One Night At John Hopkins

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Brandon was lying in his bed at John Hopkins. For a reason known only to him, he would have rather preferred the local hospital on New Fayette Street. But this accident was severe. As he struggled to lift the full weight of his eyelids, the sudden harshness of the fluorescent startled him, and the blurry scene gradually resolved into the green fabric of the surgeons mask.


‘Mr. Brandon, you are ok. This is just an anesthesia,’ the voice filled the surgery room like an echo, and in rhythm with the short, stifled beeps of a cardiogram. Brandon wanted to say something, but he was too weak, as a gentle hand pressed the mask on his face.


‘Later.’ The surgeon whispered.


The next morning he woke to the smell of the formalin and the squeak of the stretchers. An unknown pain had engulfed his entire body. He realized the presence of a thick stretch of bandage wrapped around his head, across his ears and surrounding his chin. His memory was faint.


‘Why was he here in this eerie environ? What happened?’


He gazed at the food tray for a minute. It was still full. Then he heard footsteps across the hallway.  A nurse entered with other men in uniform.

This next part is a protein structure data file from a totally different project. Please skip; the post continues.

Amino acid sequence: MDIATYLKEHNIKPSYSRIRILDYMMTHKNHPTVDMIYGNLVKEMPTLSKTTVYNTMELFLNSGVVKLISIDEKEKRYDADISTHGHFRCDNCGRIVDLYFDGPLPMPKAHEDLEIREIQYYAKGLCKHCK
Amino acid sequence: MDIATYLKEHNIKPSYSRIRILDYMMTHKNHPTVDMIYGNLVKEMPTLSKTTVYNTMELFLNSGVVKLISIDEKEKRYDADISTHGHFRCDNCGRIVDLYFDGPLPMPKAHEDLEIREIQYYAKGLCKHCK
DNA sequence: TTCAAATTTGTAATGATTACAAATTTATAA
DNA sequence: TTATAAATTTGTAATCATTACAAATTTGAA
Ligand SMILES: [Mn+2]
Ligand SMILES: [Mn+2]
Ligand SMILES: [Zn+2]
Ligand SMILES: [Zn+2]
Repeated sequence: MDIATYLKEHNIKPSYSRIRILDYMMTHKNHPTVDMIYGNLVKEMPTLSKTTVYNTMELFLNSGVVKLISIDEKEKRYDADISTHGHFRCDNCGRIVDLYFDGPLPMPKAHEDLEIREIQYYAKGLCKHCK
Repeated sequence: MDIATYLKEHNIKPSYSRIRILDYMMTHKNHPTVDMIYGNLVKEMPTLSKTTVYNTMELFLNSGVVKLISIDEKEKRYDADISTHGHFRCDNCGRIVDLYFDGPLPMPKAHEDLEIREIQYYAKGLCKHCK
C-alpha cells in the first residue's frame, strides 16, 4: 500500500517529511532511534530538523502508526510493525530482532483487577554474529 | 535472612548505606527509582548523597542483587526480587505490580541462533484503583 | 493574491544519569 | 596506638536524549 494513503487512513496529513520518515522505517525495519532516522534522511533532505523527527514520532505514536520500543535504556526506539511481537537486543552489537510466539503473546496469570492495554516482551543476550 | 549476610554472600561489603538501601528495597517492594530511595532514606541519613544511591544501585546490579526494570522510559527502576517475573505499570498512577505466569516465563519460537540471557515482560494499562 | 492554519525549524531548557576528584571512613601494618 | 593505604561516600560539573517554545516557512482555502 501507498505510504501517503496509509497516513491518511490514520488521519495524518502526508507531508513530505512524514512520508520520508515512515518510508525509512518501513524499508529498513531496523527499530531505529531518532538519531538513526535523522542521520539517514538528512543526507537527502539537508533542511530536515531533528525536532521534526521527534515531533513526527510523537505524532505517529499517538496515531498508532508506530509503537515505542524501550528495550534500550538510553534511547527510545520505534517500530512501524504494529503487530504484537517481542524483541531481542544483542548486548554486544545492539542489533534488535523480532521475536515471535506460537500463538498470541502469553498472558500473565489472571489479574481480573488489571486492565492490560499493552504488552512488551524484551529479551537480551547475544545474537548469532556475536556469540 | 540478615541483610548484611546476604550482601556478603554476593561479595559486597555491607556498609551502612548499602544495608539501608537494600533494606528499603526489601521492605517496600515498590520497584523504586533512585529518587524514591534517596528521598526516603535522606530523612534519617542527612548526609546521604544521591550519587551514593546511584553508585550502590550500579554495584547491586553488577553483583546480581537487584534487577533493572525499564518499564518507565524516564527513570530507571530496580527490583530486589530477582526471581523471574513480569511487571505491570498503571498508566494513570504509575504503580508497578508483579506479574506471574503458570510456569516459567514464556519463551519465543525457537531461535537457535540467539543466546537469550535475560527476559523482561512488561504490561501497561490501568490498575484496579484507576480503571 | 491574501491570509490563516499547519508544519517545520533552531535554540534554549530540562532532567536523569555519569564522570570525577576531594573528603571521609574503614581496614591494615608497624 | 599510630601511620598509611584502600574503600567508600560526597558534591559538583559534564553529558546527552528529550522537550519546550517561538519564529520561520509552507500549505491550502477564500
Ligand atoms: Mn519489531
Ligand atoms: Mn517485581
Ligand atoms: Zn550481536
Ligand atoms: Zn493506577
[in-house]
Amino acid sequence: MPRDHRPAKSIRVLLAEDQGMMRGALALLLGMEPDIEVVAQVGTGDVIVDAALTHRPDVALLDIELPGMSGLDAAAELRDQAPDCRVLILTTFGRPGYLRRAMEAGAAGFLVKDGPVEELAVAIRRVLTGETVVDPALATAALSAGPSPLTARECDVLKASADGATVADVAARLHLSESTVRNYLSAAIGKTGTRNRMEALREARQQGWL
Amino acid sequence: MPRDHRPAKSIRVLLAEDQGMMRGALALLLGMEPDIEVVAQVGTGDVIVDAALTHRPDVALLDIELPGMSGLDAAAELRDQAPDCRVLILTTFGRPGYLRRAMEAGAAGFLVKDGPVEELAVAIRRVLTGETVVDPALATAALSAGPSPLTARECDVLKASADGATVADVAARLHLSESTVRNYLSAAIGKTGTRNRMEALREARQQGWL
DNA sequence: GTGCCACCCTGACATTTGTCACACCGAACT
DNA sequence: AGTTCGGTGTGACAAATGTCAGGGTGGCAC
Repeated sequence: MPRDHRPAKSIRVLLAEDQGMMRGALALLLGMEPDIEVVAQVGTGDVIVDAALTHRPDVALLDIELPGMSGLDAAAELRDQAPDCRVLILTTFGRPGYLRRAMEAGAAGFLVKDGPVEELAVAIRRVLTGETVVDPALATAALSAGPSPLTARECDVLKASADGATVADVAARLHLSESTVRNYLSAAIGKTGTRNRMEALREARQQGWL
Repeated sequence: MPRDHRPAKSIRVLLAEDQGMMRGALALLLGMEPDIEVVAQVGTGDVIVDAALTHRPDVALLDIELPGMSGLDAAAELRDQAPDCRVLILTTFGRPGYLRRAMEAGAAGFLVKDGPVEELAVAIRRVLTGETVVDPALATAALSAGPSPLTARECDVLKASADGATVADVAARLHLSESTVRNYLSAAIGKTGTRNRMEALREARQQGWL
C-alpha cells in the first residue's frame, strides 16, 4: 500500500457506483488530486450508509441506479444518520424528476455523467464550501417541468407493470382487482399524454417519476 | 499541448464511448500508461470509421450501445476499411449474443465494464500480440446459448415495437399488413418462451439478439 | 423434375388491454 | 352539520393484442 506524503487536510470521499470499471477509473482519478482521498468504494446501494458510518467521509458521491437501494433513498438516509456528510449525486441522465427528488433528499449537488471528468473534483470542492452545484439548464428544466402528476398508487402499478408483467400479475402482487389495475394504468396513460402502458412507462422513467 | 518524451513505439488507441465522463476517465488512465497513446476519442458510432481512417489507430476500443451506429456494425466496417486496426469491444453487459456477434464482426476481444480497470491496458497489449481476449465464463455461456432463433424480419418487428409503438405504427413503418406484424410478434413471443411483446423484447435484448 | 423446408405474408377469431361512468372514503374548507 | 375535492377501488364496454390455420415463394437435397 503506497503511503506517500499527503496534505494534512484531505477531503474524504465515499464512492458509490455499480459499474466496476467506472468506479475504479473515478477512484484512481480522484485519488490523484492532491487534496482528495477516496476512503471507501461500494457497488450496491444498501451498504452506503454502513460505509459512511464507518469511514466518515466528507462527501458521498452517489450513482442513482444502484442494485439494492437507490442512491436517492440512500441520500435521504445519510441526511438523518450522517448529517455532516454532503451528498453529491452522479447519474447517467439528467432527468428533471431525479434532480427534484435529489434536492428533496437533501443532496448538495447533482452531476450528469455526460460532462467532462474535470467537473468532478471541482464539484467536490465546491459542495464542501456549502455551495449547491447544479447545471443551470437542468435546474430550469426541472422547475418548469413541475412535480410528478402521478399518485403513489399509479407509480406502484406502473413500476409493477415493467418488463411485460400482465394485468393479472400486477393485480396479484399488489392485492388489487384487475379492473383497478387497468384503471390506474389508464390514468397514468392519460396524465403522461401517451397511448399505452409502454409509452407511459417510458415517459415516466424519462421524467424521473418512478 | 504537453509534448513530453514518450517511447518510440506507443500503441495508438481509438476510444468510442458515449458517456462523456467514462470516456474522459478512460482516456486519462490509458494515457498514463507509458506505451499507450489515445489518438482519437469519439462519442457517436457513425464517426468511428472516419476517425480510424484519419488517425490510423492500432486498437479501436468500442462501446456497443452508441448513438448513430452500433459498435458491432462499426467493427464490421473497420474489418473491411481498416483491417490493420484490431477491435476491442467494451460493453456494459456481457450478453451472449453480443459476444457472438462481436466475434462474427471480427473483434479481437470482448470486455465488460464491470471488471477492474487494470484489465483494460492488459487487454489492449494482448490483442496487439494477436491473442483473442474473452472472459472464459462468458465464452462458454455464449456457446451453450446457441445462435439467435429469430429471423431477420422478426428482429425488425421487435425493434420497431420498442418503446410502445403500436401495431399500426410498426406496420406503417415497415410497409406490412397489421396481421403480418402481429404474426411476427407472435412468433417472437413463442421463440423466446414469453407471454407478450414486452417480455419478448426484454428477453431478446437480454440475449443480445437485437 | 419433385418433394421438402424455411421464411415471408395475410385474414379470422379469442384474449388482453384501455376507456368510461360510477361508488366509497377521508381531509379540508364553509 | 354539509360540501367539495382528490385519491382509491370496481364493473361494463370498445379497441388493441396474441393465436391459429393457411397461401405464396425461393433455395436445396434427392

‘Sir, can we ask you some questions?’ One of them quizzed.


Brandon nodded.


‘What time did you leave the bar last night?


Brandon lifted his index finger as if to make a sign.


‘Sir do you know that you were involved in a car accident with an elderly gentleman?’ Brandon’s eyes inflated and an empty feeling froze at the tip of  his lips. The reality of yesterday started sinking. Flashes of an elderly man crossing the New Fayette Market. The grand party for his friends at the G-daddy’s Sports Bar. A momentary lapse in judgment which made him drunk. The uncertain drive. A ‘thud’ on the bumper?.incidents whisked in series like an unprogrammed montage of scenes.


As his body started to shiver the nurse came up close and held his palm. Brandon struggled to ask the current condition of the elderly man.


‘Yes, he has survived, but is still in danger.’ The nurse replied.


Two tears trickled down Brandon’s cheeks and found its way on his stained bandage.


The nurse whispered something to the cops. They promptly left.


While the sound of the stilettos and boots faded in the hallway, Brandon sat up. The nurse smiled, spread the blanket on his shoulder and gently nudged him to eat. 


‘Alcohol can cause so many problems Sir, you’ve got to be careful’ she said.


Brandon didn’t have any inclination to eat. The nurse dimmed the lights and drew the drapes behind. As she left, Brandon placed his pillow on a recline and stared emptily into the distant January snow. 


Almost 28 years ago Brandon  had found himself in a similar car accident. He had vowed never to drink again. Then, as an energetic teenager, he had collided with a little girl, except that, the girl succumbed to her injuries. Surprisingly, no one had come to claim her body. The police suspected that being immigrants from Mexico, her family must have worried about their questionable residency status. Without a complaint or witnesses, Brandon had a good chance of not pleading guilty. After two years of deliberation he was absolved.